Takeaways: Hughes to celebrate win with buddies trip to Vegas
August 14, 2016
By Adam Stanley, PGATOUR.COM
- Earlier this season, Mackenzie Hughes was in danger of losing his Web.com Tour card. Now he's headed to the PGA TOUR. (Hunter Martin/Getty Images)
SPRINGFIELD, Mo. – Mackenzie Hughes will head home Monday morning after his win Sunday at the Price Cutter Charity Championship presented by Dr Pepper to celebrate with his fiancée, Jenna.
The Canadian now calls Charlotte, North Carolina home, and his nuptials – on October 22 – will be there as well.
Jenna, who admitted Sunday she cleans when she follows Hughes online because she gets nervous (she wasn’t on-site this week) spent the weekend planning the wedding and organizing.
But before the wedding itself, Hughes has a fun adventure planned with his groomsmen – including Web.com Tour members Taylor Pendrith and Albin Choi – a trip to Las Vegas.
The triumvirate, along with Canadian Corey Conners (who is playing on Mackenzie Tour-PGA TOUR Canada and PGA TOUR Latinoamerica) made a pact that said if any of the three won an event this year, the trip would happen as soon as possible.
The winner would treat the others to the flights to Sin City.
“We were just talking and said, ‘You know what, if one of us wins, we’re going to go hard. We’re going to celebrate big time,” he said with a laugh. “We decided on Vegas. As soon as we won, the thought crossed my mind: ‘Oh, I guess we’re going to Vegas.’”
Hughes said he, Choi, and Pendrith were having dinner earlier this season and they thought up the idea.
“We’re going there for my bachelor party already, so it might just be for them to come out for my bachelor party and that’ll be that,” he said. “I’ll have to discuss with the boys and see what happens. They’re probably on the way already.”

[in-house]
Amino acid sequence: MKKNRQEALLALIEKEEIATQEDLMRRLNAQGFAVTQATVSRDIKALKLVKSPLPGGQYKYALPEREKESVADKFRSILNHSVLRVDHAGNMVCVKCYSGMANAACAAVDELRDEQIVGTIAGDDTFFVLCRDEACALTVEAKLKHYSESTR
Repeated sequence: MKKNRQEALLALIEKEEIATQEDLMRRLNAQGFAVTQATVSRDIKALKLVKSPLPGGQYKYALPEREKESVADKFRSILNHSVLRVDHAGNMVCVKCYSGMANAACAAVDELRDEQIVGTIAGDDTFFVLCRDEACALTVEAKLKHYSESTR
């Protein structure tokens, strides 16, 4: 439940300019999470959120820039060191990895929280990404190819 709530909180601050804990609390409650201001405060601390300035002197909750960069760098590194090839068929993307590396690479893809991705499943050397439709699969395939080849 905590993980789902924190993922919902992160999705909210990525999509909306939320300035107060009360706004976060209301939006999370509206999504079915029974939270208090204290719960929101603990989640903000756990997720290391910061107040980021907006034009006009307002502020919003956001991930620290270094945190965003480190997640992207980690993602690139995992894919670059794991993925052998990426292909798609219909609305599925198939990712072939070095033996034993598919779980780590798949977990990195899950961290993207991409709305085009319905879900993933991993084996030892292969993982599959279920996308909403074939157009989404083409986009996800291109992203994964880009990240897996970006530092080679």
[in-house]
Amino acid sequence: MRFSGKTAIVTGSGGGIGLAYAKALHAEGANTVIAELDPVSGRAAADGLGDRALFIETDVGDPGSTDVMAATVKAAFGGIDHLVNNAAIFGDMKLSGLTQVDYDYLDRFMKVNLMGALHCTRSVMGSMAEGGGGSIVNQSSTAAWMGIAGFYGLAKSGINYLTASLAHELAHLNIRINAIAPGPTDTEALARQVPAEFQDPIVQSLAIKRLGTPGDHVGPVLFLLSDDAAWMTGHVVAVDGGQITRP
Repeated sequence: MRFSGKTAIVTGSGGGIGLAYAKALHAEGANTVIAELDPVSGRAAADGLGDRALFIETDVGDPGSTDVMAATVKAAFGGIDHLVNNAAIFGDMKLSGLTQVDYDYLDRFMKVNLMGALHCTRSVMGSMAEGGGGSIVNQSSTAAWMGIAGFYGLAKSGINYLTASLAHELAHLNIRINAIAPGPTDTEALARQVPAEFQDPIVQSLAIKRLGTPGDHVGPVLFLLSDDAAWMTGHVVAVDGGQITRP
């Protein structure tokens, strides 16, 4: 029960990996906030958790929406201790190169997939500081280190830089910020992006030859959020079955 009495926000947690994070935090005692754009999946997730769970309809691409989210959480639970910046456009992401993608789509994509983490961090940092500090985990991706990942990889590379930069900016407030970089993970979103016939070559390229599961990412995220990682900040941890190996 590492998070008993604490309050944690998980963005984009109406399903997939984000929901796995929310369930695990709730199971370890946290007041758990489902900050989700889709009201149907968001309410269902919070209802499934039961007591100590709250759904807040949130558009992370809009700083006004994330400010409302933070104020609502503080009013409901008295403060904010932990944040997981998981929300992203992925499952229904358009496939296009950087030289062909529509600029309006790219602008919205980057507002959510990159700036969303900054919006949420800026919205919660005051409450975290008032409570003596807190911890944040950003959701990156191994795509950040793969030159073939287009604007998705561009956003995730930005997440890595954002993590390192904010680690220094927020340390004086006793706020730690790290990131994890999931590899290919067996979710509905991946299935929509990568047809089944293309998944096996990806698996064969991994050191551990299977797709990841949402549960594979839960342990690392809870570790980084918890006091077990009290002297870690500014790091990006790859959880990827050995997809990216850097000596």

Hughes’ victory was dedicated to his family and wife-to-be, but there was a deep support system that existed beyond those immediately close to him.
The aforementioned Pendrith (and Conners) both went to Kent State University with Hughes.
“His game is really steady, and he doesn’t make many mistakes, ever. He made a bunch of birdies this week with very few bogeys,” said Pendrith, who was watching from home. “I had a feeling if he played another solid game today, someone was going to have to play better than him. He had another great round and I’m fired up for him.”
Hughes has also been a longtime member of Golf Canada’s national programs north of the border. He was part of the national amateur squad, and then, after he turned professional, it was announced that Golf Canada – which is the national governing body for the sport – had created a Young Professionals Program to help elite amateurs with their transition to the professional ranks. Hughes has been part of the program for the last three years, led by Derek Ingram, who is also Canada’s Olympic golf coach.
“Mackenzie has always been a winner, and the guy has closed out tournaments before when he has a chance, but it’s been a lean two years,” Ingram said from Rio. “Never did we think we would not win out here, but patience and persistence has been key.”
“The reality is Hughes has been doing the right thing for many years. He has great routines and habits, and works harder and smarter than about any athlete I know,” he continued. “He’s been a total pleasure to coach the last seven years.”
This year, Canada didn't earn any Olympic golf medals.— Web.com Tour (@WebDotComTour) August 14, 2016